A very interesting development.
I was chatting to my very old friend, as in the number of years, Richard Maugham yesterday and shortly after the call he sent me an email with a link to a recent item on the BBC News website.
Most of you regulars know that Jeannie was diagnosed with Parkinson’s disease (PD) in December, 2015 and coincidentally at the same time Richard was also diagnosed with PD.
I’m sure there are a few who read this blog that either have PD of know or someone who has it.
Prostate drug may slow Parkinson’s disease
By Michelle Roberts,
Health editor, BBC News online
17th September, 2019
A drug used to treat enlarged prostates may be a powerful medicine against Parkinson’s disease, according to an international team of scientists.
Terazosin helps ease benign prostatic hyperplasia (BPH) by relaxing the muscles of the bladder and prostate.
But researchers believe it has another beneficial action, on brain cells damaged by Parkinson’s.
They say the drug might slow Parkinson’s progression – something that is not possible currently.
They studied thousands of patients with both BPH and Parkinson’s.
Their findings, published in the Journal of Clinical Investigation, suggest the alpha-blocker drug protects brain cells from destruction.
Parkinson’s is a progressive condition affecting the brain, for which there is currently no cure.
Existing Parkinson’s treatments can help with some of the symptoms but can’t slow or reverse the loss of neurons that occurs with the disease.
Terazosin may help by activating an enzyme called PGK1 to prevent this brain cell death, the researchers, from the University of Iowa, in the US and the Beijing Institute for Brain Disorders, China, say.
When they tested the drug in rodents it appeared to slow or stop the loss of nerve cells.
To begin assessing if the drug might have the same effect in people, they searched the medical records of millions of US patients to identify men with BPH and Parkinson’s.
They studied 2,880 Parkinson’s patients taking terazosin or similar drugs that target PGK1 and a comparison group of 15,409 Parkinson’s patients taking a different treatment for BPH that had no action on PGK1.
Patients on the drugs targeting PGK1 appeared to fare better in terms of Parkinson’s disease symptoms and progression, which the researchers say warrants more study in clinical trials, which they plan to begin this year.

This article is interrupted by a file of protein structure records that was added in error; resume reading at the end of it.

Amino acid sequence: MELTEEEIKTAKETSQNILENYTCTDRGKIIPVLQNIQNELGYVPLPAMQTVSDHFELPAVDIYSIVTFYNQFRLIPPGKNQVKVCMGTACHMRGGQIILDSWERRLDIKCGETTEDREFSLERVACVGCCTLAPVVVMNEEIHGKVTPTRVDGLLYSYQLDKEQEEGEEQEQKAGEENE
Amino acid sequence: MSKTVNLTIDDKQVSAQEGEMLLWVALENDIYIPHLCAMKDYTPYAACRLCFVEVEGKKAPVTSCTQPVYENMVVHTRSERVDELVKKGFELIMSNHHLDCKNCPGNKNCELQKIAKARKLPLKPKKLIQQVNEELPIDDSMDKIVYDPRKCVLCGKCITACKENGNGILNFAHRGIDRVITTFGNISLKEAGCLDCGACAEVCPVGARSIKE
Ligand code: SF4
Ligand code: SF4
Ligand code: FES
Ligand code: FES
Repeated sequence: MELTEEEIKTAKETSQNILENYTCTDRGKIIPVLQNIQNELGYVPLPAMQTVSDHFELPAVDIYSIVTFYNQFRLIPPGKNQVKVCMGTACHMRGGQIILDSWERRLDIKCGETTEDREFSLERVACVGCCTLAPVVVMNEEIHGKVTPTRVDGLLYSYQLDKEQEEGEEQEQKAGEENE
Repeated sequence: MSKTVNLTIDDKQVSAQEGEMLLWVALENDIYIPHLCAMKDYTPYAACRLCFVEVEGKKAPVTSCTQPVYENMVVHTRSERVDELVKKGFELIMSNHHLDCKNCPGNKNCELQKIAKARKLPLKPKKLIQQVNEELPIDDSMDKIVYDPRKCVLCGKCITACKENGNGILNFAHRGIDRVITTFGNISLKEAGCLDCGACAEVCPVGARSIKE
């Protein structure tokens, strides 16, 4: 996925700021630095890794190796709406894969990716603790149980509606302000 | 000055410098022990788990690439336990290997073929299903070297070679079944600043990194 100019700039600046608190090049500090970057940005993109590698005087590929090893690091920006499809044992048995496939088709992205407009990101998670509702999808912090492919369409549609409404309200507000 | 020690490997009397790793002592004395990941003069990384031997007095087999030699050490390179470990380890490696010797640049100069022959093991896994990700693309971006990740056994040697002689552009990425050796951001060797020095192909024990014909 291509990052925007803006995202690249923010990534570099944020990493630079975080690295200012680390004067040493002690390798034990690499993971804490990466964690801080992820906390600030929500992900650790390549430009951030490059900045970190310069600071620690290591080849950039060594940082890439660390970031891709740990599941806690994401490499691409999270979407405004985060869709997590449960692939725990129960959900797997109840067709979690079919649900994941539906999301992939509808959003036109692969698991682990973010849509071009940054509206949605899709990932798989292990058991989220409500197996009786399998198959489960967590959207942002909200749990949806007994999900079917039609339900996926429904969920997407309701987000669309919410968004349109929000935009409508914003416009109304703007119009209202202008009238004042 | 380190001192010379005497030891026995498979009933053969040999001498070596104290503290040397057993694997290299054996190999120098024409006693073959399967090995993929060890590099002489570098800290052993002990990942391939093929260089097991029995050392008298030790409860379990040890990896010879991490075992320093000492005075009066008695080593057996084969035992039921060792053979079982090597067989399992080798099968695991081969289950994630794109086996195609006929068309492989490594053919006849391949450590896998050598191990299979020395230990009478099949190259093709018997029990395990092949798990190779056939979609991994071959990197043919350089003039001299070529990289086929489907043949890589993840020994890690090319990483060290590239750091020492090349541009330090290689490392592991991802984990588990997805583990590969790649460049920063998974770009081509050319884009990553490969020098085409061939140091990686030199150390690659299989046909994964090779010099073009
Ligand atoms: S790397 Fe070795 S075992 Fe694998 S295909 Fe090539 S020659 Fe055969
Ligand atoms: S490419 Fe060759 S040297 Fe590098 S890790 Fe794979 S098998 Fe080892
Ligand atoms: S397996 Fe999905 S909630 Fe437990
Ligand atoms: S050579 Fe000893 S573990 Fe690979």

Lead researcher Dr Michael Welsh says while it is premature to talk about a cure, the findings have the potential to change the lives of people with Parkinson’s.
“Today, we have zero treatments that change the progressive course of this neurodegenerative disease,” she says.
“That’s a terrible state, because as our population ages Parkinson’s disease is going to become increasingly common.
“So, this is really an exciting area of research.”
Given that terazosin has a proven track record for treating BPH, he says, getting it approved and “repurposed” as a Parkinson’s drug should be achievable if the clinical trials go well.
The trials, which will take a few years, will compare the drug with a placebo to make sure it is safe and effective in Parkinson’s.
Co-researcher Dr Nandakumar Narayanan, who treats patients with Parkinson’s disease said: “We need these randomised controlled trials to prove that these drugs really are disease modifying.
“If they are, that would be a great thing.”
Prof David Dexter from Parkinson’s UK said: “These exciting results show that terazosin may have hidden potential for slowing the progression of Parkinson’s, something that is desperately needed to help people live well for longer.
“While it is early days, both animal models and studies looking at people who already take the drug show promising signs that need to be investigated further.”
I have now written to the Journal of Clinical Investigation, (JCI).
Interestingly, if one goes to the website of the JCI then one reads the following on the ‘About’ page:
The Journal of Clinical Investigation is a premier venue for discoveries in basic and clinical biomedical science that will advance the practice of medicine.
The JCI was founded in 1924 and is published by the ASCI, a nonprofit honor organization of physician-scientists incorporated in 1908. See the JCI’s Wikipedia entry for detailed information.
- Impact Factor: 12.282 (2018). The JCI is one of the top journals in the “Medicine, Research & Experimental” category.
- Broad readership and scope. The JCI reaches readers across a wide range of medical disciplines and sectors. The journal publishes basic and phase I/II clinical research submissions in all biomedical specialties, including Autoimmunity, Gastroenterology, Immunology, Metabolism, Nephrology, Neuroscience, Oncology, Pulmonology, Vascular Biology, and many others.
- Open access. All research is available to the public for free. The JCI deposits published research articles in PubMed Central, which satisfies the NIH Public Access Policy and other similar funding agency requirements.
It’s a small step forward!